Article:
A mysterious fire occurred in the East River hotel this morning. The kerosene lamp in the housekeeper's room on the second floor fell over and set fire to the carpet. The flames were extinguished before any damage was done. It is not known how the lamp was overturned. It would be possible for someone to climb to the top of the sheds and reach the lamp with a walking cane.
Mounted Patrolman Frank of the Tenth precinct yesterday afternoon discovered two tramps, one of whom bore a striking resemblance to the man described as the New York "Jack the Ripper". The fellows were arrested for lounging and taken to the Sixth avenue station. There they were held until this morning when Justice Walsh sent them to jail as vagrants.
The prisoner, whose resemblance to the New York murderer was most striking, gave his name as John Foley and said he lived in Newark, N.J. His companion claimed to be Frank McGovern of the same place. A description of the man was sent to New York police headquarters and this morning Inspector Byrnes came to Brooklyn and paid his respects to Superintendent Campbell. From the description given the Inspector by the superintendent the former decided that Foley was not the man he wanted.
In his talk with the chief the New York official said that his great difficulty so far was found in the fact that all the people who could give him any information were so drunk as to be useless. When they become sober the inspector hopes to learn something of value in his hunt for the murderer. The inspector said further that he thought the man was not in Brooklyn. Nevertheless, a description has been sent to all the stations and the whole Brooklyn police department is on the lookout for the criminal.
A policeman brought a pair of trousers, on which there were blood spots, to the Fourth precinct station house this morning. They are believed to belong to George Francois. The police refuse to speak of this clue.
At 2 o'clock Deputy Coroner Jenkins had proceeded far enough with the autopsy to state that he believed the mutilation of the body had been begun before life was extinct. He found also that a part of the intestine had been carried away.
Brooklyn got whiff of the "Jack the Ripper" excitement this morning and a man was detained for two hours at the Second precinct station house on the suspicion that he might be the murderer of the Water street, New York woman.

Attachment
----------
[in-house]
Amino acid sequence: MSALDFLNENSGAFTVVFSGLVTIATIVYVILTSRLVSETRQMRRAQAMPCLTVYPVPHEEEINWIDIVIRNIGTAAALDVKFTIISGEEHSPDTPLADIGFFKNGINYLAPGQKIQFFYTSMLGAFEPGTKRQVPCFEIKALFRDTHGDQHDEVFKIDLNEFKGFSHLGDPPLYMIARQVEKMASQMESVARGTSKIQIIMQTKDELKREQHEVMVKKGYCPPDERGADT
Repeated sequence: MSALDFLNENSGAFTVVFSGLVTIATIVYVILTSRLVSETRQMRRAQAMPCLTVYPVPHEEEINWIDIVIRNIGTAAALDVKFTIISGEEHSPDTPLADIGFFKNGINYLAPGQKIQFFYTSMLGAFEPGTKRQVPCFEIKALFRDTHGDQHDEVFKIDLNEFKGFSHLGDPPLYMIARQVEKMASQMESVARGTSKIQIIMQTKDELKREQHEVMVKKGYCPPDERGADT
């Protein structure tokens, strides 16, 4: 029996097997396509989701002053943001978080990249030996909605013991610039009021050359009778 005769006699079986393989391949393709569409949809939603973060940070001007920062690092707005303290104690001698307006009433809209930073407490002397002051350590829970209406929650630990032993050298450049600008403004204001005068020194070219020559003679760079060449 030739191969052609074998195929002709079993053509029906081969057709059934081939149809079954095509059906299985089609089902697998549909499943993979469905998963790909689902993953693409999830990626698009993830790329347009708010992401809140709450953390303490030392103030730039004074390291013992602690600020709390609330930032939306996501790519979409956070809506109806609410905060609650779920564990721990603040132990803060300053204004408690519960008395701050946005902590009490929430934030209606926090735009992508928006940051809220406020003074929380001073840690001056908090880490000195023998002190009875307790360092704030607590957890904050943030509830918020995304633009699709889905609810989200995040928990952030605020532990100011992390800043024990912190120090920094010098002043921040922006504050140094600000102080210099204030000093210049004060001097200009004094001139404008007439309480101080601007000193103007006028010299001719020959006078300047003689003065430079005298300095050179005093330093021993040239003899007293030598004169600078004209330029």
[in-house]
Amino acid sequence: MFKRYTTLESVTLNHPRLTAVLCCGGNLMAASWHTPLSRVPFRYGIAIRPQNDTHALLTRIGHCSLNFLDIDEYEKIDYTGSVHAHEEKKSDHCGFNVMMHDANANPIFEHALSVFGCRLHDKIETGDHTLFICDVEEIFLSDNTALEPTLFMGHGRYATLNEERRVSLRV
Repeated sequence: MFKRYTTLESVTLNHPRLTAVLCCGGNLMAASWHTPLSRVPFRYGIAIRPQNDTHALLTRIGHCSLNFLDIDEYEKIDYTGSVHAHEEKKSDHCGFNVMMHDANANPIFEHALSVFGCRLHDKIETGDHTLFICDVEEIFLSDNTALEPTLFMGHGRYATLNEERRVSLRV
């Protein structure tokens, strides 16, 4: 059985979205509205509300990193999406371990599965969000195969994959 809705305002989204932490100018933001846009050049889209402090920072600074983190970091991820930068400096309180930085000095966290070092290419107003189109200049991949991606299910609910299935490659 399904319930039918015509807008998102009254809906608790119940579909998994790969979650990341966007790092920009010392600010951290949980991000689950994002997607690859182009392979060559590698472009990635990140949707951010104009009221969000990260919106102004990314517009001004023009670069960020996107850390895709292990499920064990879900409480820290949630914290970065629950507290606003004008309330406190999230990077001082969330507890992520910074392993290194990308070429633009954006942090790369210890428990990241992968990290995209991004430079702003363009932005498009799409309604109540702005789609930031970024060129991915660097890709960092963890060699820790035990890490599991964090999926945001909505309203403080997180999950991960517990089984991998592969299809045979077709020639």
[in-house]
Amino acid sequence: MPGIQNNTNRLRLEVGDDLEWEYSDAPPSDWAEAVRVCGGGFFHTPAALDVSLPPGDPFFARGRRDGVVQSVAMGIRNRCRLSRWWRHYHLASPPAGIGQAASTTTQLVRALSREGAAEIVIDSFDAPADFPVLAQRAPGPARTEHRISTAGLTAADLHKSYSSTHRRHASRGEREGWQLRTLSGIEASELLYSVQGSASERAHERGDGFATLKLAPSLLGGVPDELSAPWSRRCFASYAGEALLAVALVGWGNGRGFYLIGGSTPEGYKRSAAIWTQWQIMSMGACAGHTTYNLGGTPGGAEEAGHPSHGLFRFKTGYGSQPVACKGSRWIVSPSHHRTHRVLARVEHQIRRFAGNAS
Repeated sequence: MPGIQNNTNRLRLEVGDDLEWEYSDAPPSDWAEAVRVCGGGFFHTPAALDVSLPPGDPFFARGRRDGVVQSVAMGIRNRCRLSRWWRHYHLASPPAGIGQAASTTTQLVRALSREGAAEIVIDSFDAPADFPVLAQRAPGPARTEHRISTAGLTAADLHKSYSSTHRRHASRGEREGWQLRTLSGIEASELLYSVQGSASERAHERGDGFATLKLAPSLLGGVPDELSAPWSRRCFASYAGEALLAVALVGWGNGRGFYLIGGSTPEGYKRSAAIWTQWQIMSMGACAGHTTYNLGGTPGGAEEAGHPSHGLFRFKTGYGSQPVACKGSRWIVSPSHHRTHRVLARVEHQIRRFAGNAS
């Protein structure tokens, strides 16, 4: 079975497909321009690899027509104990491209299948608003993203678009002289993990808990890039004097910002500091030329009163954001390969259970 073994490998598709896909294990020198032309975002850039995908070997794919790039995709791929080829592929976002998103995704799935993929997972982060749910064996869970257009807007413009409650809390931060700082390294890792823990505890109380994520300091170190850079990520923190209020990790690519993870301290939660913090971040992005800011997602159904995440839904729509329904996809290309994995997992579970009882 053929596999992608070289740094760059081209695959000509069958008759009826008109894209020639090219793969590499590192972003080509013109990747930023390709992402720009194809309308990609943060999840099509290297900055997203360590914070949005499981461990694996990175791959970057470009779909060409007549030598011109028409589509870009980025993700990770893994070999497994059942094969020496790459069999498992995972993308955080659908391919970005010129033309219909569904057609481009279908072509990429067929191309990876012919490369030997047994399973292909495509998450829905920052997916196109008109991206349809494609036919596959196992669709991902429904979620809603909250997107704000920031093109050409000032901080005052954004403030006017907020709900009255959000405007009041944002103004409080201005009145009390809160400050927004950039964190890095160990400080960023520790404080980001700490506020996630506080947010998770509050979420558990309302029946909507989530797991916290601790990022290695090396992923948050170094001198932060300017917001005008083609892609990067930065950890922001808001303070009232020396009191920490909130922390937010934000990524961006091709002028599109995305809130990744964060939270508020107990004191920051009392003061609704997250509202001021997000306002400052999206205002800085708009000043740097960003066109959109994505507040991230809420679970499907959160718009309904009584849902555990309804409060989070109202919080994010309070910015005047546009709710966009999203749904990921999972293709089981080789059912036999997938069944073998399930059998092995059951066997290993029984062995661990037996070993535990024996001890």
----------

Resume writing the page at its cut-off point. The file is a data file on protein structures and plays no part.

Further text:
The arrest was made by Detective Sergeant Carney of the Second precinct. He was starting for his breakfast about 7 o'clock when he saw, lounging on the corner of Fulton and Hicks streets, a man answering the general printed description of the New York murderer. He was about five feet eight inches high, about 30 years old, had the prominent light mustache which is the most certain feature of the murderer's description, he wore a similar shabby and battered derby hat and dark and soiled clothes, and, last of all circumstances, he was just beginning to recover from a drunk (sic).
As Sergeant Carney noted these confirmatory details his heart jumped at the chance that he had got the real "Jack the Ripper" and his hand was quickly on the lounger's collar. The prisoner didn't object. He seemed to be used to that sort of thing and he went across Fulton street to the station house readily enough. Sergeant McCarthy was at the desk and Sergeant Craney communicated his suspicions. Sergeant McCarthy put the prisoner through the usual catechism with some care. The man said that his name was Frederick Straube, age 26 years, nationality German and trade butcher. He said he was out of work and had been sleeping in the cheap lodging houses, for the last two nights in the People's hotel, at Fulton and Hicks streets. Sergeant McCarthy explained to the man why he had been brought in and the prisoner's face at once brightened. He said he hadn't been near Water street and he knew he should have no trouble in establishing his whereabouts. He made no objection to waiting until the New York police could be notified, and sat down and smoked a pipe in an inner room as though he found the atmosphere of a station house preferable to that of a saloon. The New York headquarters was notified, and at 9 o'clock Detective Sergeant McNaughton of Inspector Byrnes' staff reached the station house with Mary Billiter (sic). Mary Billiter opened the door of the East River hotel on Thursday night for the murdered woman, took the name of the man who was with her and saw the couple as they went upstairs. She is the only person who has seen the murderer and her identification may be very important. As soon as she saw Strube (sic) she said he was not so heavy as the murderer, and not quite so tall. She was positive that they had the wrong man and Strube was discharged. The register of the People's hotel shows that Strube slept there Wednesday, Thursday and Friday nights. Twice the name was written Strube and once Strauver by the book keeper, but every time he had room 15 and paid 25 cents for it. The book keeper's description of his lodger fits Strube perfectly, and there is no chance that the police have let the murderer slip through their fingers.